Wednesday, March 8, 2017

The Map is Not the Territory by Allen Laudenslager

The Map is Not the Territory
by Allen Laudenslager


Anyone who has tried to find where they are on a map knows that it is not always as easy as it sounds. In a city where there are cross streets and street signs it can be fairly simple. In the wilds, off road it can be very hard to be sure you know where you are. Once you do know where you are on the map and where your destination is, it’s still not all that easy to pick a good route. If you are using a regular road map in the wild all you will see is improved roads and maybe some important features like a lake or mountain. The problem is that there may be hills that you’d really rather go around than climb or small streams or ravines that you’d rather avoid if you can.

A regular highway map will not show differences in elevation. For that you need a topographical map that has elevation lines. Topographical maps are wonderful in the backcountry but not much use in a city. The details of streets on top of the elevation lines will get extremely confusing very quickly so generally you only use the street map in the city and the topographic in the country. In addition to these are nautical maps, which are ideal for navigating on the water but useless on the land. Furthermore, a GPS system only works when you have the right maps programmed into the device. If your GPS device only has maps for North America, it won't do you any good if you bring it to Europe, or if you venture out into the ocean.

When you take a map reading class, a good one will teach you how to read all maps and how to decide which one is most useful in which circumstance. One of the important things that any navigator learns is that no single map contains all the information you need. In fact all the types of maps together may not have all the information that you might want. And many times the information you want is too small in detail to be included or the mapmaker didn’t think anyone would need to have that particular point listed. The key here is not that the map is useless, but rather that it is not reality; it is only a representation of reality.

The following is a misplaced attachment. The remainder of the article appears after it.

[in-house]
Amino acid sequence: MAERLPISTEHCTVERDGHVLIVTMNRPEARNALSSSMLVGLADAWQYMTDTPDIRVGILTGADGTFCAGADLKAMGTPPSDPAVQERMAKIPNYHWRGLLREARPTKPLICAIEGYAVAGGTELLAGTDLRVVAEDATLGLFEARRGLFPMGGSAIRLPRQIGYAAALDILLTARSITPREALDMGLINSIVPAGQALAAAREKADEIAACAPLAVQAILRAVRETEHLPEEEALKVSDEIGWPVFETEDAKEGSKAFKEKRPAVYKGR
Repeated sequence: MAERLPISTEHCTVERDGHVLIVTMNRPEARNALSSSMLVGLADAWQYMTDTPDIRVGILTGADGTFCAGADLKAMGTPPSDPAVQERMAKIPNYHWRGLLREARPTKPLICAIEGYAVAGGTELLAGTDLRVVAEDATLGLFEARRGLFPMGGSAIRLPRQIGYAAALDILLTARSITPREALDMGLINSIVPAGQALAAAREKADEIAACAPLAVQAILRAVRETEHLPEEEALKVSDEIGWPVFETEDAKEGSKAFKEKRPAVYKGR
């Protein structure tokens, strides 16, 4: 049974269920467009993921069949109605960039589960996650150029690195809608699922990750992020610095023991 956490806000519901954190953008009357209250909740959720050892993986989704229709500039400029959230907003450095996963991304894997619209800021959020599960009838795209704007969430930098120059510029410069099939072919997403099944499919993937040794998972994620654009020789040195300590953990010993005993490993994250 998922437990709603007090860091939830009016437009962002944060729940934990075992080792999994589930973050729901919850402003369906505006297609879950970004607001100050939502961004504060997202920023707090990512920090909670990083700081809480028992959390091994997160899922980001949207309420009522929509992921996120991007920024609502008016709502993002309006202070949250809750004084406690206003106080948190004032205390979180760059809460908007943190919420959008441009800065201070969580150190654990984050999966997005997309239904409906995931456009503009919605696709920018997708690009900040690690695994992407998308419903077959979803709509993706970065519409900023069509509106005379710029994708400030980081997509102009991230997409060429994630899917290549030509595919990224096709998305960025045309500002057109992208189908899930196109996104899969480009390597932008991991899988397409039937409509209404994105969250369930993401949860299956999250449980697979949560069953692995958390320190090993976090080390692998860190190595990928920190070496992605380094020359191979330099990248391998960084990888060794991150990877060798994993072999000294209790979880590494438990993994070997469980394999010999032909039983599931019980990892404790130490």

So what do maps have to do with business? The principles, concepts, and mathematics of business are a kind of map. It shows you where you are and can help you clearly state where you want to go. The problem is that while those numbers can present a clear picture, it is first and foremost a snapshot, and second, like that map, may not present all the information you need to pick your route. In the same way, your mathematical business model is only an approximation of what is happening with your business. In fact, most of the time in business, your data is old by the time you analyze it. For example, a company's annual report is old information by the time it's published. 

If it sounds like I am claiming that the arithmetic is wrong, I’m not. 1 + 1 will always equal 2, but people tend to expect more than the mathematics can deliver, or they use the mathematics incorrectly. Let me explain. Dr. John Nash (who won the 1994 Nobel Prize in Economics) is generally credited with the mathematics (game theory) that led to financial derivatives. These were the same financial derivatives that led to The Great Recession of 2008. Was Nash’s mathematics wrong, or was it misused? In hindsight, I believe that the people who used Nash’s mathematical formulas didn’t understand its strengths or weaknesses in the same way many people don’t understand a map's strengths or weaknesses. Nash's mathematics, like a map, is only a representation of reality and doesn’t cover all the important things you need to know and account for in business transactions. The best gambler who understands the odds can still lose in Las Vegas.

So, what is the cure? There's an old military adage that goes like this: "What is the most dangerous thing on a battlefield?"... "A second lieutenant with a map!” The idea being that an inexperienced, partially trained person with a map can often create more problems than he solves because they think they fully understand. This is a take off on the old Alexander Pope (1688-1744) quotation, "A little knowledge is a dangerous thing." So the cure is simply the filter of experience. After making enough mistakes to recognize that the map is not the territory, the map is incomplete, and there will be differences between the map and reality, a good experienced officer will use their best judgment to adjust to reality.

Just as John Nash’s mathematics told the truth, but not the whole truth, your experience and judgment should add those missing elements to your mathematical business models. To be sure, numbers don't lie, but they don't tell the whole story either. So I'll draw your attention the the famous quote by Dr. William Bruce Cameron who wrote, "It would be nice if all of the data which sociologist require could be enumerated because then we could run them through IBM machines and draw charts as the economist do. However, not everything that can be counted counts, and not everything that counts can be counted." So it’s experience and judgment that recognizes the things that can be counted that don’t really matter and fills in the things that matter but can’t be (easily) counted.

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